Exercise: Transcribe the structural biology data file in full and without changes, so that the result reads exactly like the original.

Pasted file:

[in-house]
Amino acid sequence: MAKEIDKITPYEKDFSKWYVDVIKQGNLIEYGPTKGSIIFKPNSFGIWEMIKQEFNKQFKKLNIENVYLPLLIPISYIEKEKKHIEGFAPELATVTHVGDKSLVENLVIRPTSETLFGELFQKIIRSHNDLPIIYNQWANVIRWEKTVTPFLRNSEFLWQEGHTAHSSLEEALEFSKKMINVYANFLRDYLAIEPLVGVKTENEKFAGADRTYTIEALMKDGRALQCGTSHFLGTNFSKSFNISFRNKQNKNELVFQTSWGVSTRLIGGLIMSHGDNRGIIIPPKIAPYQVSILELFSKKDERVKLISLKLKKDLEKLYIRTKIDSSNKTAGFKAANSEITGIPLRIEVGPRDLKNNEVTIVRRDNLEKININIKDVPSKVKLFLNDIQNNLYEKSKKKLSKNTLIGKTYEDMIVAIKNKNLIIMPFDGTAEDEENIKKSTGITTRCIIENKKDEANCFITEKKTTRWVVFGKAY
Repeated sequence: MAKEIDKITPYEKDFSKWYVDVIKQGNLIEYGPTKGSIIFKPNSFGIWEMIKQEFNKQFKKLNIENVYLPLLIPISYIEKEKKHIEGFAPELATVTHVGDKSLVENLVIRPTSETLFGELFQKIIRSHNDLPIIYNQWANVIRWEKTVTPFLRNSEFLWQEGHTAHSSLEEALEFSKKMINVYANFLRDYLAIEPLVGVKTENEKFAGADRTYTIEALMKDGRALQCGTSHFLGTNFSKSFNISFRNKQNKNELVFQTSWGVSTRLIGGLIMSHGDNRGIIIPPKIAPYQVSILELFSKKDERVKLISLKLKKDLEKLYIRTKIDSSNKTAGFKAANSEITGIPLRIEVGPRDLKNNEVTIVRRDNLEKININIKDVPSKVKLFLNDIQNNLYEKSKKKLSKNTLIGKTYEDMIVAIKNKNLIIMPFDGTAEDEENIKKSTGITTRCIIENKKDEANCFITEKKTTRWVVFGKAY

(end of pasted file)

[in-house]
Amino acid sequence: MAKEIDKITPYEKDFSKWYVDVIKQGNLIEYGPTKGSIIFKPNSFGIWEMIKQEFNKQFKKLNIENVYLPLLIPISYIEKEKKHIEGFAPELATVTHVGDKSLVENLVIRPTSETLFGELFQKIIRSHNDLPIIYNQWANVIRWEKTVTPFLRNSEFLWQEGHTAHSSLEEALEFSKKMINVYANFLRDYLAIEPLVGVKTENEKFAGADRTYTIEALMKDGRALQCGTSHFLGTNFSKSFNISFRNKQNKNELVFQTSWGVSTRLIGGLIMSHGDNRGIIIPPKIAPYQVSILELFSKKDERVKLISLKLKKDLEKLYIRTKIDSSNKTAGFKAANSEITGIPLRIEVGPRDLKNNEVTIVRRDNLEKININIKDVPSKVKLFLNDIQNNLYEKSKKKLSKNTLIGKTYEDMIVAIKNKNLIIMPFDGTAEDEENIKKSTGITTRCIIENKKDEANCFITEKKTTRWVVFGKAY
Repeated sequence: MAKEIDKITPYEKDFSKWYVDVIKQGNLIEYGPTKGSIIFKPNSFGIWEMIKQEFNKQFKKLNIENVYLPLLIPISYIEKEKKHIEGFAPELATVTHVGDKSLVENLVIRPTSETLFGELFQKIIRSHNDLPIIYNQWANVIRWEKTVTPFLRNSEFLWQEGHTAHSSLEEALEFSKKMINVYANFLRDYLAIEPLVGVKTENEKFAGADRTYTIEALMKDGRALQCGTSHFLGTNFSKSFNISFRNKQNKNELVFQTSWGVSTRLIGGLIMSHGDNRGIIIPPKIAPYQVSILELFSKKDERVKLISLKLKKDLEKLYIRTKIDSSNKTAGFKAANSEITGIPLRIEVGPRDLKNNEVTIVRRDNLEKININIKDVPSKVKLFLNDIQNNLYEKSKKKLSKNTLIGKTYEDMIVAIKNKNLIIMPFDGTAEDEENIKKSTGITTRCIIENKKDEANCFITEKKTTRWVVFGKAY